MICE TARGET STATUS

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1

MICE TARGET STATUS



23
rd

February 2007



CM17
-

CERN

Paul J Smith

University of Sheffield

2

Talk is in 2 parts:

MICE target tests 1
-
2
nd

November &
Analysis of results


Further Progress in Target Development
since Target Tests.


Part 1.


Target tests

1
st



2
nd

Nov 2006.

4


MICE beam pipe installed in ISIS, pumped down


Target drive on support frame connected above gate
valve


Cables & optical fibres laid between MICE hall & ISIS
vault


Control electronics & Lasers installed in MICE hall


Power electronics installed in ISIS vault


Scintillators installed by wall of ISIS vault


10 m from target, at correct production angle

Installation
-

October

5

Beam pipe and target stand

6

Target drive in place

Photos
courtesy
of Chris
Nelson &
Paul
Drumm!

7


ISIS signals:


Machine Start (MS) synchronisation signals


Beam loss monitors

-

Section 7 Beam loss

-

Total Beam loss from all sections


Two RAL scintillators, in shielded box


Two small Glasgow scintillators


Target position readout

All digitised on scopes and read out by PC.


Temperature monitoring of the target mechanism

Instrumentation

8


Two mono
-
mode fibres damaged during installation beyond use


No exact replacements in Europe and not enough time to have them made in
USA!


Specialist company located in the lake district to splice pigtails onto new fibres!



4
-
channel semiconductor laser stopped working


Revived several days later!


(but another laser later stopped working for several hours)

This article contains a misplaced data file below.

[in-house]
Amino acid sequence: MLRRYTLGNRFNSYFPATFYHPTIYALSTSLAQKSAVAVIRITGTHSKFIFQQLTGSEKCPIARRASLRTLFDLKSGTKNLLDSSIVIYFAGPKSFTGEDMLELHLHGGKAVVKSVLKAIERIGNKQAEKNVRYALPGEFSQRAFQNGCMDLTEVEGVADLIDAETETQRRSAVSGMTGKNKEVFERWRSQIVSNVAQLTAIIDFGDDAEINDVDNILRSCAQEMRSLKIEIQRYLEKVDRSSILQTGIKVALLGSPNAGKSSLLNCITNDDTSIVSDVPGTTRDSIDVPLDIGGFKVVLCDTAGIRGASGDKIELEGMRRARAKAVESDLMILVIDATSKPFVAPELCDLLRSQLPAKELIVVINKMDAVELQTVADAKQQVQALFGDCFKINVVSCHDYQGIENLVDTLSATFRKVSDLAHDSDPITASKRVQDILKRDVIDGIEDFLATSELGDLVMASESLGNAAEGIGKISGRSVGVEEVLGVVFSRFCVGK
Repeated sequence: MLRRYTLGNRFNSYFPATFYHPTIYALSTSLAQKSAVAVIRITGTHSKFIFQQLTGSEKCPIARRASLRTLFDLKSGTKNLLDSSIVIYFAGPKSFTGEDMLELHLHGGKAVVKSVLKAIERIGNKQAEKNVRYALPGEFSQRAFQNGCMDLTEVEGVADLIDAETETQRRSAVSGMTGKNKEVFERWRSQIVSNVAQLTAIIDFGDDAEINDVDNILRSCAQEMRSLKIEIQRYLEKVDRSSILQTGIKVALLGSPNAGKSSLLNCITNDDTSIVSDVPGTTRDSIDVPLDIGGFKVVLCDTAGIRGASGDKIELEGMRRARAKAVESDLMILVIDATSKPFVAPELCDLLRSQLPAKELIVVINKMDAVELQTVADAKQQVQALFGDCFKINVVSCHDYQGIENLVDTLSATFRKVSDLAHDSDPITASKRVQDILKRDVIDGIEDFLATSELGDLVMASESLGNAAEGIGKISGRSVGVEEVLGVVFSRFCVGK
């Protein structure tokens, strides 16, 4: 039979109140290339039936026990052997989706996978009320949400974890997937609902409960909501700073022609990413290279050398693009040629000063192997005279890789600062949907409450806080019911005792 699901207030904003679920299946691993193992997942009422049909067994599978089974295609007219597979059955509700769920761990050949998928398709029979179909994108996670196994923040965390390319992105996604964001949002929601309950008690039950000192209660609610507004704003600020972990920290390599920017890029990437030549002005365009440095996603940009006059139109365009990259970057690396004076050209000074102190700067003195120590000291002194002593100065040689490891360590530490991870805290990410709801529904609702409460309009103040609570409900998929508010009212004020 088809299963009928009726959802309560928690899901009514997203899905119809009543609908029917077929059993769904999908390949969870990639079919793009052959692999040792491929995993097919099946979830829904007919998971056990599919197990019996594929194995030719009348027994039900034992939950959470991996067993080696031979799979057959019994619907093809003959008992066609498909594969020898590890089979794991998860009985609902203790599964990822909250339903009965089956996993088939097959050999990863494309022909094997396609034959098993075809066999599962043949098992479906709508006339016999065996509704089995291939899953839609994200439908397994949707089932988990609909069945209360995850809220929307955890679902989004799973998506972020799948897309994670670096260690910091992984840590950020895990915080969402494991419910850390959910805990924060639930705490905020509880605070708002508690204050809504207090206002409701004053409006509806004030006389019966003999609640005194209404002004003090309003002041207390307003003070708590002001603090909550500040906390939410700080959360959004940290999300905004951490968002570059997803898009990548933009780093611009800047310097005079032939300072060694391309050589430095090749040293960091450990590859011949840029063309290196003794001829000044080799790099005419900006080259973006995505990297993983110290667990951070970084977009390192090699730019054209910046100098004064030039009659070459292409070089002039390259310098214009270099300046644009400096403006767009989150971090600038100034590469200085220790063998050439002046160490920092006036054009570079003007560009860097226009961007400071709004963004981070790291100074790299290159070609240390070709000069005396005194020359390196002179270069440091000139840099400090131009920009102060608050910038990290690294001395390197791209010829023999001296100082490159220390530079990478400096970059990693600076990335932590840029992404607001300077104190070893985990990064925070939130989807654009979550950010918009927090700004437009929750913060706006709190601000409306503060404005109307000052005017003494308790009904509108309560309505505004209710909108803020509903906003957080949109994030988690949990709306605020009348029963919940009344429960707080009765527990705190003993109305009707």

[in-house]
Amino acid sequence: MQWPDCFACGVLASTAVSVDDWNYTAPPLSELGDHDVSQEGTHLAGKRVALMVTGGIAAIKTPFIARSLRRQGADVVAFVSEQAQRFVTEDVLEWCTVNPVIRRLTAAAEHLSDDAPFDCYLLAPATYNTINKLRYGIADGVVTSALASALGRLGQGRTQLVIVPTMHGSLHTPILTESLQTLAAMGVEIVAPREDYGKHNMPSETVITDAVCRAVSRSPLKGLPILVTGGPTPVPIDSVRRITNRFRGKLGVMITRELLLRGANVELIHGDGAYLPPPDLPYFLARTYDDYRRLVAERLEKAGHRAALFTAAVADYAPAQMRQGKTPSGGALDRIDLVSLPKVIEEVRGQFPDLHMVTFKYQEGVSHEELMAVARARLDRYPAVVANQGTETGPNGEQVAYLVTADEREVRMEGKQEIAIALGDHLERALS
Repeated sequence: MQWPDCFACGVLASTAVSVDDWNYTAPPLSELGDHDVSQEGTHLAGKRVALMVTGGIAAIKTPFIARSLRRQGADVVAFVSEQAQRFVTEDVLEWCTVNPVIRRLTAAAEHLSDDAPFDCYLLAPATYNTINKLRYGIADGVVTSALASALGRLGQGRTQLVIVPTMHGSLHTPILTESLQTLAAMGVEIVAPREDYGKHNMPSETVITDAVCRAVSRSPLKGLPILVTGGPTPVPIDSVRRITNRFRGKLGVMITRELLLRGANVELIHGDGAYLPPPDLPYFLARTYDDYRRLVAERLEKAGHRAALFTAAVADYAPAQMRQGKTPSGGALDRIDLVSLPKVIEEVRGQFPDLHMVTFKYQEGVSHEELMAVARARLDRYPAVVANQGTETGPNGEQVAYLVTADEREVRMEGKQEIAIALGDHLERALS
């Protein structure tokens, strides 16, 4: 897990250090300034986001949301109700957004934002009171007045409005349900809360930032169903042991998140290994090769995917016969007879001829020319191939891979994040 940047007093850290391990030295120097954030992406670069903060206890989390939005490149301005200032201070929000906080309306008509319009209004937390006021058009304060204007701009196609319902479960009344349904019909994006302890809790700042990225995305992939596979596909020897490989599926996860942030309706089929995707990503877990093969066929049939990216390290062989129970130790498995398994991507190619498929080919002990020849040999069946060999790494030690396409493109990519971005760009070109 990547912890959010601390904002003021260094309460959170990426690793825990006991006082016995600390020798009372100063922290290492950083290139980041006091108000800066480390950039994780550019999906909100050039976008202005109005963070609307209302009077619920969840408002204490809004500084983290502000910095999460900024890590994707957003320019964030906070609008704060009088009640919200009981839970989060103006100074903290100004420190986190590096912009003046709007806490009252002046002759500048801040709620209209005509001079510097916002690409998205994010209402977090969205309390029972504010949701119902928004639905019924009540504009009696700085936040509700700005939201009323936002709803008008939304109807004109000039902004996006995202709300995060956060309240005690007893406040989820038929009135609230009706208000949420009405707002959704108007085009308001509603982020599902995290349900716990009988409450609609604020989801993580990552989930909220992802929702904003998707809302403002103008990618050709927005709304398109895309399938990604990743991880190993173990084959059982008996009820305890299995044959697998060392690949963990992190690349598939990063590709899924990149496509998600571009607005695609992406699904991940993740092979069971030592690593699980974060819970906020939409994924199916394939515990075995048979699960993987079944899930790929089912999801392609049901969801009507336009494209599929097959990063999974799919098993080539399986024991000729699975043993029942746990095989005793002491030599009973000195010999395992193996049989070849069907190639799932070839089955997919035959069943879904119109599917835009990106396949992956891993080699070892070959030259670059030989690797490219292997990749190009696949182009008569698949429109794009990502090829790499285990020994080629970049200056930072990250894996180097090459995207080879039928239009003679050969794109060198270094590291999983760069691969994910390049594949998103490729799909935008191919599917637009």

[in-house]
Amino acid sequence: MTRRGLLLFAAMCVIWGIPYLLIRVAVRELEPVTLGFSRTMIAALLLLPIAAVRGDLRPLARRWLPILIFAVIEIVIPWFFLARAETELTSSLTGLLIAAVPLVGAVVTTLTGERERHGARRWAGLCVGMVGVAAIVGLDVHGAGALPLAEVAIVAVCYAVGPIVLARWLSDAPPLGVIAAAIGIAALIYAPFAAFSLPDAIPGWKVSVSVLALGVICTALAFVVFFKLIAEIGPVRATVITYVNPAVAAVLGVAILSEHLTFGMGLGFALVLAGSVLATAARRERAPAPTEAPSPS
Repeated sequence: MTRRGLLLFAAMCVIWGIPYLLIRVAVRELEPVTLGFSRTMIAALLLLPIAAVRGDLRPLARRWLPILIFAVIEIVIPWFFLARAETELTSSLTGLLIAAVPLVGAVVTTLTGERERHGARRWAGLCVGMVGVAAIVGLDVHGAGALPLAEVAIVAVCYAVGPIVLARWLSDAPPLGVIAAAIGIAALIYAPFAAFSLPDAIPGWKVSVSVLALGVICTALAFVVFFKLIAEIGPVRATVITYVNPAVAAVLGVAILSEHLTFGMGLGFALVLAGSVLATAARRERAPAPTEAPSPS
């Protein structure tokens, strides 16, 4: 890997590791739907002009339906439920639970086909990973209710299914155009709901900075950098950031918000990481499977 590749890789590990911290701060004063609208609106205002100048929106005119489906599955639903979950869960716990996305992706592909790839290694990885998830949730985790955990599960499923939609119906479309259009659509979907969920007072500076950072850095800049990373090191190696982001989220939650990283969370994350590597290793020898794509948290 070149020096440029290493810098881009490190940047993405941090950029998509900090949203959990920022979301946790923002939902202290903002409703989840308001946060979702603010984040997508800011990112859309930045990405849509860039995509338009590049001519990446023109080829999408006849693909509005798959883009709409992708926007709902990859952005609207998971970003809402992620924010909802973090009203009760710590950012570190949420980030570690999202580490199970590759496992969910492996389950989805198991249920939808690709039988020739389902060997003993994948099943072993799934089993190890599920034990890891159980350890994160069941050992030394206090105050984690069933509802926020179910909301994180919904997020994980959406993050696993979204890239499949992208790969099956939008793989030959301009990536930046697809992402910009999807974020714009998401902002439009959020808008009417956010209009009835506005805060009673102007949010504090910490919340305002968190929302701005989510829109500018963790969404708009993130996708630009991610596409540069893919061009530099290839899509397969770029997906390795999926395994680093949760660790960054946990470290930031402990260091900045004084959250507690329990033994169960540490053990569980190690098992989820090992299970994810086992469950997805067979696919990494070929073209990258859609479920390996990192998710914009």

Suspect noisy mains as UPS prevented the problem recurring



No motor drive for jacking mechanism


Required accesses to operate by hand, at start & end of shifts



Problem with limit switches prevented gate
-
valve operation


Was fixed when we were allowed access

Problems

9


Target drive electronics only 10 A max.


Only capable of modest accelerations


cycle time of ~65ms


ISIS running at 50
Hz


64


Pulse every 1.28 s


Survey run on night of Wed 1
st

Nov.


No signals into DAQ (The connector ‘Pixies’ had been!!).
(Phone calls to control room!)


Full run on night of Thu 2
nd

Nov.


Two target modes:


Held static at various depths (to find beam size at injection)


Maximum amplitude pulses (~50mm), initially late then the
timing was advanced to meet beam

Test Information

10

December Tests


We had planned to go back into ISIS and do some
further tests the week before Christmas using the
upgraded power electronics from Daresbury. (with 40A
of current available.)